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Old 01-15-2015, 11:43 AM   #101
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Congratulations - and I think you're significantly underestimating your annual savings.
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Old 01-15-2015, 12:11 PM   #102
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I had a broadly diversified portfolio, 53% equities, with 47% fixed income mostly in intermediate bond funds although I do have 5% in cash and 5% in short-term bonds. Equities are diversified among US large, mid, and small-cap, international large and small, and REITs. Our portfolio gained 5.1% in 2015. I underperformed portfolios that were more focused on US large caps, as many balanced funds and popular funds are. That does not bother me, because some years I outperform the popular funds because US large lags.

I think that is a good measure of a well-diversified portfolio with a lower equity exposure than yours, that still outperformed what your FA invested in, and so I think you are right to question his 0.5% annual cost to your portfolio.

I don't think you should expect to have made 7% without being concentrated in US large. But 4% is definitely lagging.
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Old 01-15-2015, 01:22 PM   #103
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We made 4% in 100% equities, but have half the portfolio in international. the 4% figure for OP isn't a bad number on its own. Maybe there is a reason.
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Old 01-15-2015, 01:46 PM   #104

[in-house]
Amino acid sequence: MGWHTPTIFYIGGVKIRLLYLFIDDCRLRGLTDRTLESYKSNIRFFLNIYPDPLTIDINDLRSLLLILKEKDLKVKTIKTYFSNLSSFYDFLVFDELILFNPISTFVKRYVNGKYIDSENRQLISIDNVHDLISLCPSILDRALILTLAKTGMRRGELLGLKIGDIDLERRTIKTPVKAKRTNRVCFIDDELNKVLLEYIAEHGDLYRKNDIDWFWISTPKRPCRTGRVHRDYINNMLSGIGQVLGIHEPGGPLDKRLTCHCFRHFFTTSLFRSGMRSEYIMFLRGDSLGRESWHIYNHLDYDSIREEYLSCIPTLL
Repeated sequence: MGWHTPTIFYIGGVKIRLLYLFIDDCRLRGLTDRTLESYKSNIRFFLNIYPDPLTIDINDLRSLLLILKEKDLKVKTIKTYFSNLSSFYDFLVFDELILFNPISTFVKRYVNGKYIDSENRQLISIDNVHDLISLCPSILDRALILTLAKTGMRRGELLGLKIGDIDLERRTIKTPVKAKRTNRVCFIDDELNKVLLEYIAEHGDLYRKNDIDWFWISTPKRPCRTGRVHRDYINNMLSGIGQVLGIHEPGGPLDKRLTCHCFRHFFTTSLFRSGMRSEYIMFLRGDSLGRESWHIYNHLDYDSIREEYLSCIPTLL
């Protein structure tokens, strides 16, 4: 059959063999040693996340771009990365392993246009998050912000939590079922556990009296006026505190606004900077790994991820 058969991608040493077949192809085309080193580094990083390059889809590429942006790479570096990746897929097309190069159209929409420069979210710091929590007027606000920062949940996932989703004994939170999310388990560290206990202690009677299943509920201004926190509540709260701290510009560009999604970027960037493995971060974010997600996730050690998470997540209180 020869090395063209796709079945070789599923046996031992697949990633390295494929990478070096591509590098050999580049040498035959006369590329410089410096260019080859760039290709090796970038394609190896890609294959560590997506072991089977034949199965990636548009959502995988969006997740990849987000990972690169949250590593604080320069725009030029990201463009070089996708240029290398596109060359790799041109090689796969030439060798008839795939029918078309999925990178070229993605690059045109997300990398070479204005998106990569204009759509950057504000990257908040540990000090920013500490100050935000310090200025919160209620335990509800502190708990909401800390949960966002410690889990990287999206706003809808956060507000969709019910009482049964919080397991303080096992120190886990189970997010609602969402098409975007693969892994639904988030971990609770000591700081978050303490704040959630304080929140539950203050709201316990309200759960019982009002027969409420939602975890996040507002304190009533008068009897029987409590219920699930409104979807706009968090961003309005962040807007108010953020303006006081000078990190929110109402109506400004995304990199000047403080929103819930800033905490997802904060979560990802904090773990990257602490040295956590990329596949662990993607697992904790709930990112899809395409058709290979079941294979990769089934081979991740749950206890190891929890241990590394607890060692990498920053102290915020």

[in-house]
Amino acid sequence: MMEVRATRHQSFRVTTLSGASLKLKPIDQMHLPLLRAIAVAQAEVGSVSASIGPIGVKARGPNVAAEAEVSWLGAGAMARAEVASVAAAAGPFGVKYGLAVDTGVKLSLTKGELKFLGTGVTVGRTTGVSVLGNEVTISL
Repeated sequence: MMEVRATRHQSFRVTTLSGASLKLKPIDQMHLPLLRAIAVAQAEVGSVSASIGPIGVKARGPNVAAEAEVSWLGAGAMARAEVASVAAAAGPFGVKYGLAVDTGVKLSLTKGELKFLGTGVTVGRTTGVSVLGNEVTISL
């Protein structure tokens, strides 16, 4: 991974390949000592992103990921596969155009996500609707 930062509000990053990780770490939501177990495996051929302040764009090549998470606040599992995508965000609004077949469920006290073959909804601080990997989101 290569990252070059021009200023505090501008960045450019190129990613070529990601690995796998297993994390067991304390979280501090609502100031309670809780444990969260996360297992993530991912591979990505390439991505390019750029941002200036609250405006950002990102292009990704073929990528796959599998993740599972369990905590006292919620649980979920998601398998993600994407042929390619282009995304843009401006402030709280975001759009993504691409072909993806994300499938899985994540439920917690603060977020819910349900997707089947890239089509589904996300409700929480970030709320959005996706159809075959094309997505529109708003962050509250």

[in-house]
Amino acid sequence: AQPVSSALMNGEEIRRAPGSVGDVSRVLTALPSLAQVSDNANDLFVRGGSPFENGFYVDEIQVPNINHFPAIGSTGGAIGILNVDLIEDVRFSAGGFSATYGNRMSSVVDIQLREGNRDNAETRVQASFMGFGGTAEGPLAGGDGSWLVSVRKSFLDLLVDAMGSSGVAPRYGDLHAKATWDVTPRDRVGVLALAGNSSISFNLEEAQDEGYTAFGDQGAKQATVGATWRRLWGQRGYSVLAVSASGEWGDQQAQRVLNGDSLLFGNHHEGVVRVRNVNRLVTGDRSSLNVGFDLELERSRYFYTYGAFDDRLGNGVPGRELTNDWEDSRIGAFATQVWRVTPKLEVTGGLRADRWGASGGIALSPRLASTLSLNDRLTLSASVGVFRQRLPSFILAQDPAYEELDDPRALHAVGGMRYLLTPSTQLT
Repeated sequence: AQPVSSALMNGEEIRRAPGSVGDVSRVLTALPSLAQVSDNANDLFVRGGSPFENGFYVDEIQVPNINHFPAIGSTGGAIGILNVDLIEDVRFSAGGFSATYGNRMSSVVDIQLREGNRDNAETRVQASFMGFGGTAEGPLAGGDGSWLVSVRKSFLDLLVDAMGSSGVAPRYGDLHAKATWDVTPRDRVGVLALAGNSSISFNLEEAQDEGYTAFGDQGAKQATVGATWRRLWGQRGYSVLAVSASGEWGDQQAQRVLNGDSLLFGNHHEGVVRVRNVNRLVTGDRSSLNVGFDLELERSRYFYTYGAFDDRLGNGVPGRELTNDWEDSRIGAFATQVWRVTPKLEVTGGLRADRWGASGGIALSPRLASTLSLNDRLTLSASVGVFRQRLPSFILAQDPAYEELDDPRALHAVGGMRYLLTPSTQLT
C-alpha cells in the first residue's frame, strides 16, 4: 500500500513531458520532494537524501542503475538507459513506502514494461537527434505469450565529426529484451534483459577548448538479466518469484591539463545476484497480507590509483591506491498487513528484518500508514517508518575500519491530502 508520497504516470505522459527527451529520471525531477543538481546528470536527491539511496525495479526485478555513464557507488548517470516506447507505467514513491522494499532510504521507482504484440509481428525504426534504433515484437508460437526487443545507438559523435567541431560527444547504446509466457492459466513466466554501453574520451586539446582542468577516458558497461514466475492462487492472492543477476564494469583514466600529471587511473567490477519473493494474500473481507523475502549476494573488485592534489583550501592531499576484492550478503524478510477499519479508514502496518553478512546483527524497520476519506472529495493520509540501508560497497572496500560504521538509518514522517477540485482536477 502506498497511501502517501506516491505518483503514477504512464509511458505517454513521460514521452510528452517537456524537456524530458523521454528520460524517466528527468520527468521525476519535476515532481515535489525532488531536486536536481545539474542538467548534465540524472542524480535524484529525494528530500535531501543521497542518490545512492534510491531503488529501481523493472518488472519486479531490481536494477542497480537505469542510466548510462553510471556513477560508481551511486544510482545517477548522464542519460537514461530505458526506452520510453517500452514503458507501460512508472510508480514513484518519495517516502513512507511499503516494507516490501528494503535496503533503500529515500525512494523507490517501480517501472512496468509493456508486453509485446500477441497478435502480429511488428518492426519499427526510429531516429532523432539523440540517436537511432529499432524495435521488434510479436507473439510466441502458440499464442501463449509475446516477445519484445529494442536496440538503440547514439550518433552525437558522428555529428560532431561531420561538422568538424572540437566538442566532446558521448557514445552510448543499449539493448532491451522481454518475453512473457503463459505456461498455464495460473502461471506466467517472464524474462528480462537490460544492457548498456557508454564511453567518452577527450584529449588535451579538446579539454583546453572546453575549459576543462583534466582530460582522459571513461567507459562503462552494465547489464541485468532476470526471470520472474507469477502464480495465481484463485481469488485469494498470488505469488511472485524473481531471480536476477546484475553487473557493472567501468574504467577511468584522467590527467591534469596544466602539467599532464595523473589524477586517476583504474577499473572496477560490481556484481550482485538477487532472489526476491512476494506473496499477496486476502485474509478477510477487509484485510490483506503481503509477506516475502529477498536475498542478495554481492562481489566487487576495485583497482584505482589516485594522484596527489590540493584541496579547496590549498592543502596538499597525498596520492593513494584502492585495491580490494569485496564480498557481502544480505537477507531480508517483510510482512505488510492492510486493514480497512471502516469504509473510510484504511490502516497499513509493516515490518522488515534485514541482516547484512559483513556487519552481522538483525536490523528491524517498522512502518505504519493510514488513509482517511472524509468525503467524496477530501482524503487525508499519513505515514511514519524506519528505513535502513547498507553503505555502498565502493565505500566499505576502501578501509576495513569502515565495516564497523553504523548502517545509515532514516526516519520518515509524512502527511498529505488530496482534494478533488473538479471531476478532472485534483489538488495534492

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....The reaction our money manager was considerable different. We meet with them Friday, and will have dinner meeting with them in a few weeks. The two primary reasons given for the underperformance is a 20 ish percent investment in international equities. Second, they bond portfolio was given to money manager who avoided long term bonds. I found it hard to fault them for avoiding long bonds. I feel rule #1 in managing a charities money is to avoid taking silly risk, and while long term bonds did very well last year, I think it was a silly risk to own them in 2014. I'm guessing they'll put in at least a 10-20 man hours in explaining how we only made 4%. So it seems to me that your money manager at least owedyou a couple hours of discussion.....
I think the difference was that clifp's money manager knew why and could explain it and was professional whereas the OPs money manager is probably clueless as to why the OPs portfolio underpreformed.
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Old 01-15-2015, 02:50 PM   #105
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I think the difference was that clifp's money manager knew why and could explain it and was professional whereas the OPs money manager is probably clueless as to why the OPs portfolio underpreformed.
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Old 01-15-2015, 02:55 PM   #106
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Our portfolio gained 5.1% in 2015.
I am in complete awe at your predictive abilities.

Pray tell, what were the best investments in 2015?
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Old 01-15-2015, 03:53 PM   #107
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She argues that one of the most important services her firm offers clients is the ability to talk clients out of doing stupid things when the market swings. I suspect we all could have benefitted from that sort of service at one time.

I agree with this 100% as this is my experience as a CFP as well.


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Old 01-16-2015, 01:00 PM   #108
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My guess is your account was too small to matter. If you had tens of millions with him, he would have kissed your azz.
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Actually, I had more than that with him.
Wow. I'm surprised that anyone would kiss an account that big "goodbye" over an email, regardless of the contents.

But judging from the structure of the portfolio you posted, you can now substantially pare that down, save yourself a ton of money, and realize much better results if you're willing to ask yourself (and answer) the same question you posed in your email.